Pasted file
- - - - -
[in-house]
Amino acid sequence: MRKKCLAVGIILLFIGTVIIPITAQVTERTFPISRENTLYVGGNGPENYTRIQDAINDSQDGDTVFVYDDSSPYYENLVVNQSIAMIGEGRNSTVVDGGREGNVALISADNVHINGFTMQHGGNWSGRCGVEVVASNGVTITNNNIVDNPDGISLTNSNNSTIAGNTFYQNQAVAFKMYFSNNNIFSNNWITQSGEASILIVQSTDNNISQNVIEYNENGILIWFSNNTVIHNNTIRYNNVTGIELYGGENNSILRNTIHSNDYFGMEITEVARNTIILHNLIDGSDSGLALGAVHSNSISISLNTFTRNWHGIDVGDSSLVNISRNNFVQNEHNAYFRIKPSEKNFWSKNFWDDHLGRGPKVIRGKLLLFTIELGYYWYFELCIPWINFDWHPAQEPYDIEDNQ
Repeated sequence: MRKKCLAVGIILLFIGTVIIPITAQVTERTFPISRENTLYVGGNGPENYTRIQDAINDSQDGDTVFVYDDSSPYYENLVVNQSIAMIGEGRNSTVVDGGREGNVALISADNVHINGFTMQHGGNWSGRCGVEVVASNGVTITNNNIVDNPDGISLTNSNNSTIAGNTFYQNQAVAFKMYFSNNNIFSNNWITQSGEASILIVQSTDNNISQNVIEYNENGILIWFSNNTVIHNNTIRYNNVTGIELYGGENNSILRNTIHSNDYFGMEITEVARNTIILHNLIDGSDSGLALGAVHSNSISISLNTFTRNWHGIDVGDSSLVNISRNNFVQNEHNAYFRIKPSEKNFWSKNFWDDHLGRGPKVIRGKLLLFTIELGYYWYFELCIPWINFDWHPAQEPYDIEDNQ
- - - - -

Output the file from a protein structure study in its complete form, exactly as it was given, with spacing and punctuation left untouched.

[in-house]
Amino acid sequence: MRKKCLAVGIILLFIGTVIIPITAQVTERTFPISRENTLYVGGNGPENYTRIQDAINDSQDGDTVFVYDDSSPYYENLVVNQSIAMIGEGRNSTVVDGGREGNVALISADNVHINGFTMQHGGNWSGRCGVEVVASNGVTITNNNIVDNPDGISLTNSNNSTIAGNTFYQNQAVAFKMYFSNNNIFSNNWITQSGEASILIVQSTDNNISQNVIEYNENGILIWFSNNTVIHNNTIRYNNVTGIELYGGENNSILRNTIHSNDYFGMEITEVARNTIILHNLIDGSDSGLALGAVHSNSISISLNTFTRNWHGIDVGDSSLVNISRNNFVQNEHNAYFRIKPSEKNFWSKNFWDDHLGRGPKVIRGKLLLFTIELGYYWYFELCIPWINFDWHPAQEPYDIEDNQ
Repeated sequence: MRKKCLAVGIILLFIGTVIIPITAQVTERTFPISRENTLYVGGNGPENYTRIQDAINDSQDGDTVFVYDDSSPYYENLVVNQSIAMIGEGRNSTVVDGGREGNVALISADNVHINGFTMQHGGNWSGRCGVEVVASNGVTITNNNIVDNPDGISLTNSNNSTIAGNTFYQNQAVAFKMYFSNNNIFSNNWITQSGEASILIVQSTDNNISQNVIEYNENGILIWFSNNTVIHNNTIRYNNVTGIELYGGENNSILRNTIHSNDYFGMEITEVARNTIILHNLIDGSDSGLALGAVHSNSISISLNTFTRNWHGIDVGDSSLVNISRNNFVQNEHNAYFRIKPSEKNFWSKNFWDDHLGRGPKVIRGKLLLFTIELGYYWYFELCIPWINFDWHPAQEPYDIEDNQ